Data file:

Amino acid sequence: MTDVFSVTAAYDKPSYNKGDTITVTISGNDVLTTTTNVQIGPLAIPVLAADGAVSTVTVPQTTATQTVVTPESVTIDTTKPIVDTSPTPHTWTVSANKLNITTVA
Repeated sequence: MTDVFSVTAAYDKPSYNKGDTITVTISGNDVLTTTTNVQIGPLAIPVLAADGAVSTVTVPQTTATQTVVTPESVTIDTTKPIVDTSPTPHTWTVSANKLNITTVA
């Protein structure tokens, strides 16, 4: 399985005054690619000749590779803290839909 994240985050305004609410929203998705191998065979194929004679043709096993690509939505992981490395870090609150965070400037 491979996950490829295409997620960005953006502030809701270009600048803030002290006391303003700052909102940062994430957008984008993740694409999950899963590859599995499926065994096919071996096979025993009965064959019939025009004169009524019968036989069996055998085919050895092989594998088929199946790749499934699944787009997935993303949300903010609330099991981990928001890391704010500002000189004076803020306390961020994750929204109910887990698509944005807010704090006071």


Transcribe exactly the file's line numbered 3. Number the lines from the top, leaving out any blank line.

């Protein structure tokens, strides 16, 4: 399985005054690619000749590779803290839909 994240985050305004609410929203998705191998065979194929004679043709096993690509939505992981490395870090609150965070400037 491979996950490829295409997620960005953006502030809701270009600048803030002290006391303003700052909102940062994430957008984008993740694409999950899963590859599995499926065994096919071996096979025993009965064959019939025009004169009524019968036989069996055998085919050895092989594998088929199946790749499934699944787009997935993303949300903010609330099991981990928001890391704010500002000189004076803020306390961020994750929204109910887990698509944005807010704090006071």